Shipping sector will see 70% emissions rise as Red Sea corridor is avoided 

The international shipping industry faces a 70% rise in emissions due to commercial vessels seeking alternative routes to the Suez Canal, the Gulf of Aden, and the Red Sea corridor to avoid Yemeni Houthi attacks.

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The international shipping industry faces a 70% rise in emissions due to commercial vessels seeking alternative routes to the Suez Canal, the Gulf of Aden, and the Red Sea corridor to avoid Yemeni Houthi attacks.

The principle alternative route – around the Cape of Good Hope in South Africa – extends voyages by thousands of miles, which has prompted operators like Møller-Maersk and Hapag-Lloyd to abandon fuel-saving practices. The enforced re-routing poses a dilemma to the global community – accept emissions hikes or reduce shipping volumes, which risks destabilising the global economy. (The Energy Mix)

Why does this matter? International shipping is a fundamental facet of the global economy and trading network, facilitating the international transfer of goods. Artificial waterways are a crucial component, cutting thousands of miles from sea routes.

The Suez Canal, for example, connects the Mediterranean to the Red Sea, saving 6,000 nautical miles and reducing delivery times by three to four weeks compared to routing around Africa.

Last year, 24,000 vessels passed through the Suez Canal, carrying 10% of global seaborne trade. Disruptions to this waterway are costly – the last time shippers faced an impassable Suez Canal was in 2021 when the Ever Given cargo ship ran aground, estimated to have held up $9.6bn worth of trade per day.

The impact of shipping remains high even in the absence of disruptions to routes, accounting for around 3% of global emissions – roughly equivalent to the aviation sector. Estimates suggest that shipping could represent 10% of global emissions by 2050 if current growth rates continue unabated. Shipping executives are reportedly cautious to restart operations in the Red Sea region, suggesting elevated shipping emissions are likely to continue for some time.

The shipping industry has taken steps to increase fuel economy and decrease emissions in recent years. For example, ships have followed a “slow steaming” policy over the last decade, which involves reducing operational speed, conserving fuel, and cutting emissions of CO2 and air pollutants.

However, shipping giants Møller-Maersk and Hapag-Lloyd have announced they are suspending this practice and increasing vessel speeds due to the additional time the alternative route enforces.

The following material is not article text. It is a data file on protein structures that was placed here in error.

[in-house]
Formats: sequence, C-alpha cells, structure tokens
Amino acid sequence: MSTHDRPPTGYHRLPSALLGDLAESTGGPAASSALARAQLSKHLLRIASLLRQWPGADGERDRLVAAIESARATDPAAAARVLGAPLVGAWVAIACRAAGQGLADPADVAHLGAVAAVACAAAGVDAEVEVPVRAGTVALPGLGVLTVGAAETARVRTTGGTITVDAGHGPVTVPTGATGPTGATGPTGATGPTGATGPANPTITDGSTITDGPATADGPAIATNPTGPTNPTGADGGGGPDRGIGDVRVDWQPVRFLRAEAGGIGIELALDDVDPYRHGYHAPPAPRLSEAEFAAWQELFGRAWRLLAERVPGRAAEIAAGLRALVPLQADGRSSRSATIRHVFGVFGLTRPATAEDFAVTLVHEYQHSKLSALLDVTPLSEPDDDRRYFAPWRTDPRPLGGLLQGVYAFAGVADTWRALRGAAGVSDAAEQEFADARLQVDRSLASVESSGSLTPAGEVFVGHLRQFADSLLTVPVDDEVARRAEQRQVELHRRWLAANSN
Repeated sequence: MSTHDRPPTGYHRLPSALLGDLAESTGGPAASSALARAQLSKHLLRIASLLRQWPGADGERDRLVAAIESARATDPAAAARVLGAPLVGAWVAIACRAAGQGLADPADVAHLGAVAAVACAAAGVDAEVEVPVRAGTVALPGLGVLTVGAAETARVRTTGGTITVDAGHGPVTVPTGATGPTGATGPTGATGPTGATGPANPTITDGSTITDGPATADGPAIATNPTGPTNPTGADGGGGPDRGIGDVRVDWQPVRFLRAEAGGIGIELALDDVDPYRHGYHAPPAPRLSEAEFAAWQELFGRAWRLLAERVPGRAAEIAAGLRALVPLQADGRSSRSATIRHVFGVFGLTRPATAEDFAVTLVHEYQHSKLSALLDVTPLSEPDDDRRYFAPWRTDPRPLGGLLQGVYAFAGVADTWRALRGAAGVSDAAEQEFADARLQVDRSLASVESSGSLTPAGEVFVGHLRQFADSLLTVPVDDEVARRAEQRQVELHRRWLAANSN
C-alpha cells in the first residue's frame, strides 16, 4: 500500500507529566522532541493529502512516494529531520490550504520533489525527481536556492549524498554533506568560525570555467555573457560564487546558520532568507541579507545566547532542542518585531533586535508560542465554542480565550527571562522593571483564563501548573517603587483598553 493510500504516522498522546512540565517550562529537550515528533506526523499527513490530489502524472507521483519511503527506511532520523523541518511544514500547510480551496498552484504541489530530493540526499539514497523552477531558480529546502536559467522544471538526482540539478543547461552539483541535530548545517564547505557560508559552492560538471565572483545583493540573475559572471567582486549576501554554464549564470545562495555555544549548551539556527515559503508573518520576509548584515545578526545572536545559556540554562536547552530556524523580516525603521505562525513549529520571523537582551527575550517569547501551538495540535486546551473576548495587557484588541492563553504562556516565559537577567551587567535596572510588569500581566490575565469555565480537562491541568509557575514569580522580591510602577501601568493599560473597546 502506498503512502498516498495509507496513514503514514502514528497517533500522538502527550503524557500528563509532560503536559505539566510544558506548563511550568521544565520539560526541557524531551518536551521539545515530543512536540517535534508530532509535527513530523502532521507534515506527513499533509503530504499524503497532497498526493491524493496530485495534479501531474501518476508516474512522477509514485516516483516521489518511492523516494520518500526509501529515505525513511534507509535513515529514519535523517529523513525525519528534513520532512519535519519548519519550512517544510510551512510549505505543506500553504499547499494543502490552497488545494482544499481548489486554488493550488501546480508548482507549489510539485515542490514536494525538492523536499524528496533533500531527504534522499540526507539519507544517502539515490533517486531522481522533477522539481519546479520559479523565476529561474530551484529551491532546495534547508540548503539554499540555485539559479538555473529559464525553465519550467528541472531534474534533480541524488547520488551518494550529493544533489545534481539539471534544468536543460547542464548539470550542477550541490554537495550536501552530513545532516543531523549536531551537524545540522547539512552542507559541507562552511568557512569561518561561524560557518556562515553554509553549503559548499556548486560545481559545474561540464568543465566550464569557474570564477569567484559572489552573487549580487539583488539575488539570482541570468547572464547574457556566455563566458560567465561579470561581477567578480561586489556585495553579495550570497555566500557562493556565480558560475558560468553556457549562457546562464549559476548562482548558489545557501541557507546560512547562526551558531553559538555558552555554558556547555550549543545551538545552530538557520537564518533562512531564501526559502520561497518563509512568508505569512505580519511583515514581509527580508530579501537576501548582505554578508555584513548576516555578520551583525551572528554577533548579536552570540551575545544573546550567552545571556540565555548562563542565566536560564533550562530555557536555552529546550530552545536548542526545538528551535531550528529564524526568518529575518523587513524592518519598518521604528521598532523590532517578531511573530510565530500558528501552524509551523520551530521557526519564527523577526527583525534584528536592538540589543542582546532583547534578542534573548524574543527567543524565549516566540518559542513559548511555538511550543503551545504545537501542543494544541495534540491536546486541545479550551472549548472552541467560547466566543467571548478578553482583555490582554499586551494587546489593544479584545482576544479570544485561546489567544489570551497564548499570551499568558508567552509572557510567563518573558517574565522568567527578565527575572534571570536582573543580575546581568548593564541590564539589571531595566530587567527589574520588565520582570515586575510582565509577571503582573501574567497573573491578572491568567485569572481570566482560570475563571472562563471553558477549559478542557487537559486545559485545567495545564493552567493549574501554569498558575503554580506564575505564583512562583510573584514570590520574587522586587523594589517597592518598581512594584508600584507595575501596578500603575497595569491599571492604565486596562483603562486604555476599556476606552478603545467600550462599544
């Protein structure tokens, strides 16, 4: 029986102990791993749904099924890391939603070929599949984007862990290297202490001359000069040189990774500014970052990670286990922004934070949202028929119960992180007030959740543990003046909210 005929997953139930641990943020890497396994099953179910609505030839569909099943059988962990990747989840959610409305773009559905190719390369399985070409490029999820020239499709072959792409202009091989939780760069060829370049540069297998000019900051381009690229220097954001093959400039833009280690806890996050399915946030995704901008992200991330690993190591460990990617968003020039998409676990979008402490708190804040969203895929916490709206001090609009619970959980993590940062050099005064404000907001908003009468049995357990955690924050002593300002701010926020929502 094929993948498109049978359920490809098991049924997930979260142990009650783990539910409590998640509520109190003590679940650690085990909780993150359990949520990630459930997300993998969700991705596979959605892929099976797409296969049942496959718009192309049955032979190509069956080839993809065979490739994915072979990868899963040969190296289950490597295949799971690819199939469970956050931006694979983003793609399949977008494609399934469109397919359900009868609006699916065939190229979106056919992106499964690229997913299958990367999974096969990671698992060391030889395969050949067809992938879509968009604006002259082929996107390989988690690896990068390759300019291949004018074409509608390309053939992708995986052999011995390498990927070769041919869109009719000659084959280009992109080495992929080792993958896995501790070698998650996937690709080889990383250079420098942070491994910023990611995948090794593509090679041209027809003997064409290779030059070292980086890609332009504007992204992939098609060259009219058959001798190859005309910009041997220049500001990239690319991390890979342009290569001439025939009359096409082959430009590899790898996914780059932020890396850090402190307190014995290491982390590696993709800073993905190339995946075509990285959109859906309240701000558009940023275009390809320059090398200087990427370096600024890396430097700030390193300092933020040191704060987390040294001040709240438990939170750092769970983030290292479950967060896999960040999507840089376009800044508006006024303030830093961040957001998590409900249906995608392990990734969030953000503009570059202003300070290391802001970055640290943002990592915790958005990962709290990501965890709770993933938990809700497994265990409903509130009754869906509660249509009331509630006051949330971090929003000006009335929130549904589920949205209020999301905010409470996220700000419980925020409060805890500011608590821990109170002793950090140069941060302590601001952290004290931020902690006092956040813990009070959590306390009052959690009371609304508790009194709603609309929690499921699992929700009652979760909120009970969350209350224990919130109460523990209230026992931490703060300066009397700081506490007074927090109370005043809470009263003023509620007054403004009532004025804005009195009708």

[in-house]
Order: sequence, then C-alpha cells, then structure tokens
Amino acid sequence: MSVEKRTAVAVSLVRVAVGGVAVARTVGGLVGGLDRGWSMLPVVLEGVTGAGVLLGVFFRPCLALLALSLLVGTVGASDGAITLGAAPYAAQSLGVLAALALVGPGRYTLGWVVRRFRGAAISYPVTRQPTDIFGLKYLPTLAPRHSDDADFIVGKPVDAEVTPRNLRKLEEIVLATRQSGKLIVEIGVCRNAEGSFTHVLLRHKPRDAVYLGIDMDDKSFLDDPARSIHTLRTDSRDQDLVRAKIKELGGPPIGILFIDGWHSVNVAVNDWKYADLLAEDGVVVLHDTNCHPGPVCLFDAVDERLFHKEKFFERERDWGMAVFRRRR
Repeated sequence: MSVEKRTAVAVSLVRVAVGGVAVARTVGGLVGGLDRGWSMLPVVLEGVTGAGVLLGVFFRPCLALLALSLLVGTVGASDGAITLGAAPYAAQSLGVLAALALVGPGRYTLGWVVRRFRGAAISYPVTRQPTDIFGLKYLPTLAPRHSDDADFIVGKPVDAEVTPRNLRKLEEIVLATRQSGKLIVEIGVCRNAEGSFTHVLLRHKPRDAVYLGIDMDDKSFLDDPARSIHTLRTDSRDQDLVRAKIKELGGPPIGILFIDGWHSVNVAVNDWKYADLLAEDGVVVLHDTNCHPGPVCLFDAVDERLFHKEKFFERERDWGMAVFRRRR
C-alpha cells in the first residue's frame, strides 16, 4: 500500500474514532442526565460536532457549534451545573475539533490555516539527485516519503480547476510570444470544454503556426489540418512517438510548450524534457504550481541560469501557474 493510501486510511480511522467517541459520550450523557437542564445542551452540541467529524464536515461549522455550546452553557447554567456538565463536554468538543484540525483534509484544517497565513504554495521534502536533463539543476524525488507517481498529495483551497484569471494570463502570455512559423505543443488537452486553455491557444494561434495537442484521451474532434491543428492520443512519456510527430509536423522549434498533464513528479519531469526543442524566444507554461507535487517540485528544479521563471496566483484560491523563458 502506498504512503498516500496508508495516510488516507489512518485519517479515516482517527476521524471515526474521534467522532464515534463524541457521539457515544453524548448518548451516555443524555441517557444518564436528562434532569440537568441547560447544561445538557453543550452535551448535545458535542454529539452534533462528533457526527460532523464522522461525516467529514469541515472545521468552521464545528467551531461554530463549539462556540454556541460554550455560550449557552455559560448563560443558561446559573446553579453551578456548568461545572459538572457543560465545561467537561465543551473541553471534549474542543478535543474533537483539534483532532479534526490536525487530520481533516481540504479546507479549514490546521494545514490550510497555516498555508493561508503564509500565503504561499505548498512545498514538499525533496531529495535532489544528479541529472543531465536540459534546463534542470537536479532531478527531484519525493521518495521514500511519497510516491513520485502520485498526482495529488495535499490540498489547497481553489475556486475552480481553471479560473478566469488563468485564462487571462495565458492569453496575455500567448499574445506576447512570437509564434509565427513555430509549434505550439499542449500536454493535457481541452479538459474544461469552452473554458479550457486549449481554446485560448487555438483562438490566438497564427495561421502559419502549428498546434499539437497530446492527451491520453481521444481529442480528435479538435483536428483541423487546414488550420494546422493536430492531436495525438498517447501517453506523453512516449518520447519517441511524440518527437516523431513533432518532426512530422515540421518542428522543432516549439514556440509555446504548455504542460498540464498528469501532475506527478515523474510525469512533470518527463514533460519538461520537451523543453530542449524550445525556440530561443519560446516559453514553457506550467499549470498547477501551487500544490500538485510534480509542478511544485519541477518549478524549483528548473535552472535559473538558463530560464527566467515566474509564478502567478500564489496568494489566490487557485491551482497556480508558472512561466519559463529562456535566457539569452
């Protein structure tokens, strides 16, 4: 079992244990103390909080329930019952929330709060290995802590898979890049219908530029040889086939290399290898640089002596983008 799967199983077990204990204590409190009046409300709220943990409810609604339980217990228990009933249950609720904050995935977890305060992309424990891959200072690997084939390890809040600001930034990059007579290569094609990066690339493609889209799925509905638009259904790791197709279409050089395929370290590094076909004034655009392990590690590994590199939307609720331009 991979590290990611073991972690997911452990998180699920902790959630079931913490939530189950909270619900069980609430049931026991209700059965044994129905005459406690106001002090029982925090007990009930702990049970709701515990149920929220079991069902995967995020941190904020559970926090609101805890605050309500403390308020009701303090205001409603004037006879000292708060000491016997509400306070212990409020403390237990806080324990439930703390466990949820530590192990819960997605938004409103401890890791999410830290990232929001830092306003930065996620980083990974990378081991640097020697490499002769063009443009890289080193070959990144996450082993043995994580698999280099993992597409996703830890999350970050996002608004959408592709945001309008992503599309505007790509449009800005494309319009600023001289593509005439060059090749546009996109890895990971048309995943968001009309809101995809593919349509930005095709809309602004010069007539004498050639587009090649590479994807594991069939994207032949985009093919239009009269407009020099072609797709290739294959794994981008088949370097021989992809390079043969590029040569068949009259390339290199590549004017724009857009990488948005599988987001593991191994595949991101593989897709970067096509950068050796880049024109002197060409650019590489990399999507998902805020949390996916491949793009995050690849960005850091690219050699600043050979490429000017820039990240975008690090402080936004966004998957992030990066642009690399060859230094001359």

The shipping industry is likely to face increasing regulation in the coming years. In July 2023, the International Maritime Organization (IMO) announced stricter decarbonisation targets, including a goal of achieving net-zero emissions from international shipping “close to” 2050.

The body also established interim goals of reducing emissions by 20-30% by 2030 and 70-80% by 2040, compared to 2008 levels. The current geopolitical crisis in the Middle East poses a serious risk to these goals, sending the industry’s emissions in the wrong direction.

The Suez Canal is not the only major waterway facing significant reductions in traffic. Drought in Central America has severely impacted maritime trade passing through the Panama Canal, which links the Caribbean Sea with the Pacific Ocean.

Around 2.5% of seaborne trade passes through the canal, but due to a severe drought-induced reduction to the level of the Gatun Lake that feeds the waterway, the canal’s water levels are far lower than usual. Consequently, the Panama Canal Authority has reduced traffic through the corridor by approximately 40% this year.

Addressing this issue, SOFAR Ocean have deployed the world’s largest privately-owned network of ocean sensors. Each day, this network provides the company with over 1.5 million observations, populating marine weather models up to 50% more accurately than traditional models.

This is combined with vessel performance models – used to determine high-accuracy speed and fuel predictions – to create the powerful Wayfinder platform. This data-driven service reduces voyage time, fuel and emissions by 4-6% on average, presenting an attractive option for the maritime industry in the face of an escalating crisis.